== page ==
Non-Fungible Tokens (or NFTs) Have Two Big Problems.
The first is the name. Non-fungible sounds like fungus, which is gross. So, there’s a branding issue, which I’m sure is why people try to refer to non-fungible tokens simply as NFTs. The second big problem is that most people don’t understand how incredibly important they are right now and will continue to be in the future.
In one sense, they are the next evolution—or, at least, the next logical step—of cryptocurrency. You know crypto: Bitcoin, Ethereum, the farcical Dogecoin. Those seemingly made-up currencies have made some people incredibly wealthy, even if they can’t actually access their wealth, like this guy who lost his bitcoin password.
So what are NFTs then? In the broadest sense, they are an opportunity for investment.
What Does it Mean to Be a Non-Fungible Token?
To understand what it means to be a non-fungible token, it’s best to first understand what it means to be fungible.
The dictionary lays out the term fungible as meaning, basically, interchangeable. For instance, in old school Magic: The Gathering there was a thing called Generic Mana, or grey mana. Grey mana is fungible. It can be used interchangeably in the game for other types of mana. The other types of mana, however, are non-fungible (depending on the spell).
So grey mana is like an NFT and colored mana isn’t.
Sort of. It really depends on how it is used. Since blue mana can be used to fill in for grey mana in other spells, blue mana itself is fungible—but the cost of a spell, like the Mystic Remora, is non-fungible.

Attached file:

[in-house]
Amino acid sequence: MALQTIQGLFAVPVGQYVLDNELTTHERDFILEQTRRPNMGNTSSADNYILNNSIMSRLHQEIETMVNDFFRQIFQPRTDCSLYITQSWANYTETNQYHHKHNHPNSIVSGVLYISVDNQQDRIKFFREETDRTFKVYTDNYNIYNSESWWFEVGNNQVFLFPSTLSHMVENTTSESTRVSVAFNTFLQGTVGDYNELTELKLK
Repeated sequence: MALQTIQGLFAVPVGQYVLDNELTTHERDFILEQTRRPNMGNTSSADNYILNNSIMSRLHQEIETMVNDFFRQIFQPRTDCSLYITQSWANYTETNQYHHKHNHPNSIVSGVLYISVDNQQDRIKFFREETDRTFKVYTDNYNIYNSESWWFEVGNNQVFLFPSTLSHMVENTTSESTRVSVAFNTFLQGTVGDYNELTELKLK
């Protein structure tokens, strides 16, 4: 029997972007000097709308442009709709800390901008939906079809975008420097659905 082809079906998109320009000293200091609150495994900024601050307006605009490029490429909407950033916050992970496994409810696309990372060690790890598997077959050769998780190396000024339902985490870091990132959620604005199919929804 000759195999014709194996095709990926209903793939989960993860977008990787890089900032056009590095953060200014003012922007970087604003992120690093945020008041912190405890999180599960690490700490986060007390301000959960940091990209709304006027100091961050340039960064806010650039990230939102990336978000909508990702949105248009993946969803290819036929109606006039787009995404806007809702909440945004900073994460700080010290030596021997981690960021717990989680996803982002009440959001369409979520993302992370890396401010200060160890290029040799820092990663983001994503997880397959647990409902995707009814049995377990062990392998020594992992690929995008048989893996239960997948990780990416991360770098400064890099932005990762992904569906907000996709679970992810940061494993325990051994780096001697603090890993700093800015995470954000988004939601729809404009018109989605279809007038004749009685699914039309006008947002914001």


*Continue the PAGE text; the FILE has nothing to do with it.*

Ok. So the cost of the Mystic Remora is non-fungible because it can’t be replaced by anything, but blue mana is fungible because it can be used interchangeably in grey mana situations.
Ok. That’s a little confusing.
Which is part of the problem with NFTs. They don’t make sense to a lot of people on the face of it. This is mainly because NFTs mainly apply to artwork (at least, at the moment). And not just any artwork, but digital artwork.
Dude. Dude. I can just take a screenshot of an image and BOOM I got the same NFT that you got.
That’s an idea that is explored by UAT student, Tyler Higgins here. But, the truth, like most things in our brave new digital world, is a bit unclear.
See, when you take a screenshot of an existing NFT, really, what you have is an entirely new file. It may look the same, but digitally it’s totally different. Yeah, you can still use it as a wallpaper on your desktop or text it to your friends, but digitally, it’s not the source. It’s not the original. And what people are paying for is the original.
Without getting into the technical parts of it all, this is essentially what makes NFTs so expensive (as in millions of dollars expensive). People are paying for the original. Just like people pay for an original Picasso or Monet, they are paying for the original, non-fungible version.
For the Artist It’s a Good Time to be Non-Fungible
It’s this non-fungible aspect of the non-fungible token that makes it a good time to be an artist. Sure, people may pirate your digital picture with any number of screen-copying apps, but will they have the original? Nope. They might as well take a Polaroid of Michelangelo’s David. Sure, they have something that resembles the original, but the original, it ain’t.
And for the artist releasing new and amazing digital artwork, by setting that artwork up as NFTs, they are able to gain something that precious few artists are able to produce: residual income.
So artists, listen up. Highlight this next part and email it to your parents when you tell them you want to go to UAT to study digital art and blockchain technology.